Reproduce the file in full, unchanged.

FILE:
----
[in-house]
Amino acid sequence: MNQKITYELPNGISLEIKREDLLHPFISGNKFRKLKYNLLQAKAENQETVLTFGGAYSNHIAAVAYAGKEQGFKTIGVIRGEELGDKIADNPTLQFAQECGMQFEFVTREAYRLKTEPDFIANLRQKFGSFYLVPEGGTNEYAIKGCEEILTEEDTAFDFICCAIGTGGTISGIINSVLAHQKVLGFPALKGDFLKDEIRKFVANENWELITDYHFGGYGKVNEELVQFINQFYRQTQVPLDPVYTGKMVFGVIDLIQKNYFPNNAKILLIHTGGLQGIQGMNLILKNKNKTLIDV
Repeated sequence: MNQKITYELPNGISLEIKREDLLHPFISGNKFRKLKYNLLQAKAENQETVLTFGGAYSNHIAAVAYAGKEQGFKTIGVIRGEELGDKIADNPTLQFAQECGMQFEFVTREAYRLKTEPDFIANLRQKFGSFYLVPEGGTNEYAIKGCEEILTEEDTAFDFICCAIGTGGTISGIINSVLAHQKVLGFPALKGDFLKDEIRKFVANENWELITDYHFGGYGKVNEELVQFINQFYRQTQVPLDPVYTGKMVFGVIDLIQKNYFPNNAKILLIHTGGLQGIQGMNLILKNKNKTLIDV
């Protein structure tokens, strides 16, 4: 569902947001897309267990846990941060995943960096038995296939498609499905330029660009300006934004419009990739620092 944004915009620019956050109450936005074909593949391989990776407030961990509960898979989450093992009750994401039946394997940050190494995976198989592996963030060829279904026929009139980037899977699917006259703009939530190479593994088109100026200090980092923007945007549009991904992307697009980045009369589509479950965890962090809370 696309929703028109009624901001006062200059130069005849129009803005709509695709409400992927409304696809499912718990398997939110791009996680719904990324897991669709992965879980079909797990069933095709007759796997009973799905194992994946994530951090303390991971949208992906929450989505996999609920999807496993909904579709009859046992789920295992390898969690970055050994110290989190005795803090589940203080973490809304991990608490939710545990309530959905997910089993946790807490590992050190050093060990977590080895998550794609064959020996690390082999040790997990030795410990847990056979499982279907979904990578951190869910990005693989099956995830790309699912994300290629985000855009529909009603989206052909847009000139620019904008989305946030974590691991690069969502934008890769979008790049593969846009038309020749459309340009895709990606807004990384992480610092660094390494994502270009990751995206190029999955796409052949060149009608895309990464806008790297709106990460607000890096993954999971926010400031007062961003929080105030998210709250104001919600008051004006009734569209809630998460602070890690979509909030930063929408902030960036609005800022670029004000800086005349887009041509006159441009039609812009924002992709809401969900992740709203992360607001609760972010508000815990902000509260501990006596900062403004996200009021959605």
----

[in-house]
Amino acid sequence: MNQKITYELPNGISLEIKREDLLHPFISGNKFRKLKYNLLQAKAENQETVLTFGGAYSNHIAAVAYAGKEQGFKTIGVIRGEELGDKIADNPTLQFAQECGMQFEFVTREAYRLKTEPDFIANLRQKFGSFYLVPEGGTNEYAIKGCEEILTEEDTAFDFICCAIGTGGTISGIINSVLAHQKVLGFPALKGDFLKDEIRKFVANENWELITDYHFGGYGKVNEELVQFINQFYRQTQVPLDPVYTGKMVFGVIDLIQKNYFPNNAKILLIHTGGLQGIQGMNLILKNKNKTLIDV
Repeated sequence: MNQKITYELPNGISLEIKREDLLHPFISGNKFRKLKYNLLQAKAENQETVLTFGGAYSNHIAAVAYAGKEQGFKTIGVIRGEELGDKIADNPTLQFAQECGMQFEFVTREAYRLKTEPDFIANLRQKFGSFYLVPEGGTNEYAIKGCEEILTEEDTAFDFICCAIGTGGTISGIINSVLAHQKVLGFPALKGDFLKDEIRKFVANENWELITDYHFGGYGKVNEELVQFINQFYRQTQVPLDPVYTGKMVFGVIDLIQKNYFPNNAKILLIHTGGLQGIQGMNLILKNKNKTLIDV
């Protein structure tokens, strides 16, 4: 569902947001897309267990846990941060995943960096038995296939498609499905330029660009300006934004419009990739620092 944004915009620019956050109450936005074909593949391989990776407030961990509960898979989450093992009750994401039946394997940050190494995976198989592996963030060829279904026929009139980037899977699917006259703009939530190479593994088109100026200090980092923007945007549009991904992307697009980045009369589509479950965890962090809370 696309929703028109009624901001006062200059130069005849129009803005709509695709409400992927409304696809499912718990398997939110791009996680719904990324897991669709992965879980079909797990069933095709007759796997009973799905194992994946994530951090303390991971949208992906929450989505996999609920999807496993909904579709009859046992789920295992390898969690970055050994110290989190005795803090589940203080973490809304991990608490939710545990309530959905997910089993946790807490590992050190050093060990977590080895998550794609064959020996690390082999040790997990030795410990847990056979499982279907979904990578951190869910990005693989099956995830790309699912994300290629985000855009529909009603989206052909847009000139620019904008989305946030974590691991690069969502934008890769979008790049593969846009038309020749459309340009895709990606807004990384992480610092660094390494994502270009990751995206190029999955796409052949060149009608895309990464806008790297709106990460607000890096993954999971926010400031007062961003929080105030998210709250104001919600008051004006009734569209809630998460602070890690979509909030930063929408902030960036609005800022670029004000800086005349887009041509006159441009039609812009924002992709809401969900992740709203992360607001609760972010508000815990902000509260501990006596900062403004996200009021959605």